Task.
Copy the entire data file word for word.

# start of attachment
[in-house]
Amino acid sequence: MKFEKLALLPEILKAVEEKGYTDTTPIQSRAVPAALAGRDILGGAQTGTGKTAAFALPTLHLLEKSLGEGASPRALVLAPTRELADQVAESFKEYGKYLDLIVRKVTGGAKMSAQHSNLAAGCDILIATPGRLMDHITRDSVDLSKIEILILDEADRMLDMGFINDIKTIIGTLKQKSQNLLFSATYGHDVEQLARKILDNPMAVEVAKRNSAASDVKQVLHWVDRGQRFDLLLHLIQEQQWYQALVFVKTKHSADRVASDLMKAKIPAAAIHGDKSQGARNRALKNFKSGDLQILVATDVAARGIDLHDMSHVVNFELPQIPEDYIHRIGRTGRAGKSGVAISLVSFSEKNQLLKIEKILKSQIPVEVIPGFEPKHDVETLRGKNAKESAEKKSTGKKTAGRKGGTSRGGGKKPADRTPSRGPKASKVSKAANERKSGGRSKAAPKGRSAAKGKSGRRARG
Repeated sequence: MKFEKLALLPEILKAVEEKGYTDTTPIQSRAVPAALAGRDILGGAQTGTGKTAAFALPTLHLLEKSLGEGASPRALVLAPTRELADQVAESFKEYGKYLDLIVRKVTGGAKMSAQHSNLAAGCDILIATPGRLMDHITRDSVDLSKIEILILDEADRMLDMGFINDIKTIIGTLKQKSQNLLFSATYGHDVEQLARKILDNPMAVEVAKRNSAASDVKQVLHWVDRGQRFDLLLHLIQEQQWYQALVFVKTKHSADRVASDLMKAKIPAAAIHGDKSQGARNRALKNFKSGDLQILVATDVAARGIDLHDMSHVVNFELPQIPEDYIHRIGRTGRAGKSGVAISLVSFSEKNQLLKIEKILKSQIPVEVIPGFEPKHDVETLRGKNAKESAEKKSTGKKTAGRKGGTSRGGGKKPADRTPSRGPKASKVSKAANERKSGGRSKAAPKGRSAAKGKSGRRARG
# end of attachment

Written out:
[in-house]
Amino acid sequence: MKFEKLALLPEILKAVEEKGYTDTTPIQSRAVPAALAGRDILGGAQTGTGKTAAFALPTLHLLEKSLGEGASPRALVLAPTRELADQVAESFKEYGKYLDLIVRKVTGGAKMSAQHSNLAAGCDILIATPGRLMDHITRDSVDLSKIEILILDEADRMLDMGFINDIKTIIGTLKQKSQNLLFSATYGHDVEQLARKILDNPMAVEVAKRNSAASDVKQVLHWVDRGQRFDLLLHLIQEQQWYQALVFVKTKHSADRVASDLMKAKIPAAAIHGDKSQGARNRALKNFKSGDLQILVATDVAARGIDLHDMSHVVNFELPQIPEDYIHRIGRTGRAGKSGVAISLVSFSEKNQLLKIEKILKSQIPVEVIPGFEPKHDVETLRGKNAKESAEKKSTGKKTAGRKGGTSRGGGKKPADRTPSRGPKASKVSKAANERKSGGRSKAAPKGRSAAKGKSGRRARG
Repeated sequence: MKFEKLALLPEILKAVEEKGYTDTTPIQSRAVPAALAGRDILGGAQTGTGKTAAFALPTLHLLEKSLGEGASPRALVLAPTRELADQVAESFKEYGKYLDLIVRKVTGGAKMSAQHSNLAAGCDILIATPGRLMDHITRDSVDLSKIEILILDEADRMLDMGFINDIKTIIGTLKQKSQNLLFSATYGHDVEQLARKILDNPMAVEVAKRNSAASDVKQVLHWVDRGQRFDLLLHLIQEQQWYQALVFVKTKHSADRVASDLMKAKIPAAAIHGDKSQGARNRALKNFKSGDLQILVATDVAARGIDLHDMSHVVNFELPQIPEDYIHRIGRTGRAGKSGVAISLVSFSEKNQLLKIEKILKSQIPVEVIPGFEPKHDVETLRGKNAKESAEKKSTGKKTAGRKGGTSRGGGKKPADRTPSRGPKASKVSKAANERKSGGRSKAAPKGRSAAKGKSGRRARG